Bacula 3.0.1 for Mac OS X

I wont be doing a build of Bacula for Mac OS X again any time soon, if at all, for a number of reasons;

  1. I no longer have access to Mac OS X 10.4 running on an Intel chip
  2. I am actively transitioning to BackupPC

Below youll find the method I have been using to construct all the .pkg installers youll find on this site. If you have any questions about the process please post them in the comments.

You will need at least three installations of Mac OS X – one 10.4 on PPC, one 10.4 on Intel, and one 10.5 on any architecture. On each 10.4 installation, download the bacula source code, decompress it, and run the following command to compile it in a way that plays nice with the rest of Mac OS X

./configure --prefix=/usr/local --sysconfdir=/usr/local/etc \
--mandir=/usr/local/share/man --enable-client-only \
--with-openssl --with-tcp-wrappers --disable-dependency-tracking \

With that done, copy the compiled binaries from each architecture to your Mac OS X 10.5 installation to build the pkg installer. The files in question are;

  • src/filed/bacula-fd
  • src/filed/bacula-fd.conf
  • src/console/bconsole
  • src/console/bconsole.conf

I use the architecture type to give them unique names… bacula-fd-ppc and bacula-fd-intel for example. After thats done, use lipo to combine the two binaries into one fat multi-arch binary

lipo -create bacula-fd-intel bacula-fd-ppc -output bacula-fd

Now do the same for bconsole

lipo -create bconsole-intel bconsole-ppc -output bconsole

Having done that you now need to set up a mock directory structure to place the binaries into. You can then use PackageMaker on Mac OS X to build the pkg installer from that mock directory. My directory looks like this;


You can see where I’ve placed bacula-fd and bconsole as well as their conf files. There are some gzipped man pages in there too, which you can grab out of the compiled source tree and gzip manually. Finally there is a .plist file which is required to make auto startup/shutdown of bacula-fd happen on Mac OS X.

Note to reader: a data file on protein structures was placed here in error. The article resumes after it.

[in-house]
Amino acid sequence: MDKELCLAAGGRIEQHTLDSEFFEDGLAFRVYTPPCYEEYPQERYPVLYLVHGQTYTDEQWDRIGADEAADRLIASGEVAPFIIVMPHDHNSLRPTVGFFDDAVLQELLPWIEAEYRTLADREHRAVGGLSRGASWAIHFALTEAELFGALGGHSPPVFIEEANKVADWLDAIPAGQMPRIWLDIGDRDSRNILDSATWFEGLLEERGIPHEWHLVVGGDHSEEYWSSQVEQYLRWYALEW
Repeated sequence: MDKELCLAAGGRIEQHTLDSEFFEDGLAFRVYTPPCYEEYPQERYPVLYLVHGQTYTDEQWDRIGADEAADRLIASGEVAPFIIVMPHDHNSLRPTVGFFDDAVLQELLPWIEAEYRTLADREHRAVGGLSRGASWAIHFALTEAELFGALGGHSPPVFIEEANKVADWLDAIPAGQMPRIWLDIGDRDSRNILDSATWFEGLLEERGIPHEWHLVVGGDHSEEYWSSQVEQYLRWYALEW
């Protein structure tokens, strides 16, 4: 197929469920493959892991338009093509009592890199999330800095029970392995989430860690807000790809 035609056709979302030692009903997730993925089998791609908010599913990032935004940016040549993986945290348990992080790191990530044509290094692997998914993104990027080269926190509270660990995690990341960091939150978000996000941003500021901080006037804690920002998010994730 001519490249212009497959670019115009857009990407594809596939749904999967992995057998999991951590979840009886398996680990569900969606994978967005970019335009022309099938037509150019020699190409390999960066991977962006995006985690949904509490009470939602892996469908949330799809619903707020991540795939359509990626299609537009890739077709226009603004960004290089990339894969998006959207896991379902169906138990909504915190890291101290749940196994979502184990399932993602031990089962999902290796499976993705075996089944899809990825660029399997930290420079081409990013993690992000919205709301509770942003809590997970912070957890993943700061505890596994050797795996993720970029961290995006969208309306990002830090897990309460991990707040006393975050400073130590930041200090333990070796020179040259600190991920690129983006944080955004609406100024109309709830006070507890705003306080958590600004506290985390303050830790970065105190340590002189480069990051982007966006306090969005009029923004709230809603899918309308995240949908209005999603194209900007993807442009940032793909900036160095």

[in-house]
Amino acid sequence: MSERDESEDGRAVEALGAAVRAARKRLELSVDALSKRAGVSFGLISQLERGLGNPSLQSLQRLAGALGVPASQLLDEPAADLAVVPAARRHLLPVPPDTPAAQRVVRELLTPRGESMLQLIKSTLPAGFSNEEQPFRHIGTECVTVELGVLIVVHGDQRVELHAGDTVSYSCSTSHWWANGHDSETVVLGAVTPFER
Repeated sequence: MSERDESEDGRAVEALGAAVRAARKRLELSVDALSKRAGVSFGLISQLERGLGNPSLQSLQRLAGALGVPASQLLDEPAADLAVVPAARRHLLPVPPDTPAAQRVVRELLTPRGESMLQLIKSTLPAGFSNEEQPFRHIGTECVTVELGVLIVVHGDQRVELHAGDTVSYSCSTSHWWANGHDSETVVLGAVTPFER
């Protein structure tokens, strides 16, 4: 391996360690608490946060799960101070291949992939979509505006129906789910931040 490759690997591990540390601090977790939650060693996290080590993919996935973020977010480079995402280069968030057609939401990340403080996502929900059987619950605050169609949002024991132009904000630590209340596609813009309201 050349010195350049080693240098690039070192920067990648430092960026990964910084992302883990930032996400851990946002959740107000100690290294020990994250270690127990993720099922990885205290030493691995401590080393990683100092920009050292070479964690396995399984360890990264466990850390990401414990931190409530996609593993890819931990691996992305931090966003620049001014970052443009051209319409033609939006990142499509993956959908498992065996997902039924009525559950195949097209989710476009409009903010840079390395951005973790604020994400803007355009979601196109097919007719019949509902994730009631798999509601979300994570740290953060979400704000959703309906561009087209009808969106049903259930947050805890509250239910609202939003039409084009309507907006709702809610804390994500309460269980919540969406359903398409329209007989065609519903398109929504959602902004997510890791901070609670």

The last important bit to note is that I use some modified .conf files which have special placeholders for host names. I then use pre-inst and post-inst scripts in PackageMaker to look for previous versions of packages, insert the current hostname into the .conf files, etc. I have included my source tree and PackageMaker files and scripts below for the last version I released (2.4.4) for your reference.

After all the above is done and the directory structure is all set up you should be able to just fire up PackageMaker, change a few variables in it (set permissions, set version numbers, make sure proper pre and post-inst scripts are being used, etc.) and then build the pkg installer.

Enjoy :)

5 thoughts on “Bacula 3.0.1 for Mac OS X”

  1. I’m a packaging/bacula noob, but if i’m reading your post right, I need to place bacula-fd.conf, bacula-fd, bconsole.conf, etc. into appropriate dirs (/usr/local/etc, bin, share) that I create on the machine that I’m building the package on. When i take that built package and install it on another mac, does it create the necessary directories for me?

  2. Joon,

    You place the conf files and so forth into the *false root* directory… so ~/src/bacula/usr/local/etc or whatever. Dont put them into the “real” /usr/local/etc/.

    To answer the second part, yes, the installer package will create any missing dirs with whatever permissions you set in Package

  3. Joon,

    Good question :) I honestly don’t remember. I probably based it off some other plist?


  4. I m installating bacula on mac, though i m following procedure carefully still i cannot install it, when i run make command it wont work, it gives error. even i have download and configured depksgs, and depkgs-qt for mac. wt things might be missing, pls guide me throught

    thank you in advance

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